53 Exterior House Saltbox Roofline Design Photos And Ideas

Previously, the home had been "a dim, dark, clunky disaster that had been built apparently in direct opposition to light patterns and to views of the lake," says Buhler. Now, the renovated home takes proper advantage of its lakeside setting.
Nicknamed the "lake of a thousand colors" for its brilliant coloration, Kalamalka Lake was a driving inspiration behind the home’s redesign. In a playful nod to the lengthy renovation process, the remodeled house, which now embraces views of the lake, has also been dubbed the "house of a thousand alterations."
Liddicoat and Goldhill's home in the Victoria Park conservation area sports a steeply slanted roofline.
"The interlocking panel fascias look a little like the Nokia Snake game folding and raking between the two properties and sandwiching the layers of the house within them," says Jost.
The facades of Kew East House are banded with interlocking, metal panel fascias that weave it into the streetscape.
Located in California’s Sugar Bowl neighborhood, this shadowy lair by Mork-Ulnes Architects looks like something out of fairy tale. "We call the house Troll Hus, with a reference to the otherworldly beings in Norse mythology and Scandinavian folklore that are said to dwell in remote mountains," architect Casper Mork-Ulnes says.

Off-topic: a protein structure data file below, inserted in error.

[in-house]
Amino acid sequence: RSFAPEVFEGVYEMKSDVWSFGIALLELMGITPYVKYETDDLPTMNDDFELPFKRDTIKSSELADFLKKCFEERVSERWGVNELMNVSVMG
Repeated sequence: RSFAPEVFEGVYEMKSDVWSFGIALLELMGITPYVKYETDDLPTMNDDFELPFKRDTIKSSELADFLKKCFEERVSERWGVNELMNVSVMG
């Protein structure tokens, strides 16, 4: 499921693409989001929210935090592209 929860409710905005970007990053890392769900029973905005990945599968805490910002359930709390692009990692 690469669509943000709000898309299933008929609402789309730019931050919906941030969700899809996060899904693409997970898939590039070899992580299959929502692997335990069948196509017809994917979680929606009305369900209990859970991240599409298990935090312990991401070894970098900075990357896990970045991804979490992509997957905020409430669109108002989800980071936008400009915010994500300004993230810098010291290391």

The exterior of Finn Juhl's house.
This stunning forest retreat in England uses prefabricated panels to minimize site impact, shorten construction time, and protect against weather.
Built for $148,500, Casa Montaña was manufactured in a Madrid factory before being assembled in a mountainous, coastal region in Northwestern Spain.
The structure appears to float above the ground. Wood stilts gently touch upon the earth, minimizing the building's footprint on the landscape. The brick chimney can be seen as it passes from the interior living spaces to the ground.
Built on stilts, the dwelling appears to float gently on top of the landscape.
Natural materials - Wood and slate
The interiors of the upper level and annex building, which includes a garage below and office-bedroom above, are lined with bleached ash.
In reference to the dense aggregation of New England’s farm complexes, the architects placed the studio and the house barns close together, creating an outdoor space between the two structures that one approaches before arriving at the entrance to the house.
The Chilmark House exterior is clad in shou sugi ban siding and roofed with zinc.
Western Red Cedar with a clear vertical grain was paired with vertical and horizontal shiplap for the exterior siding.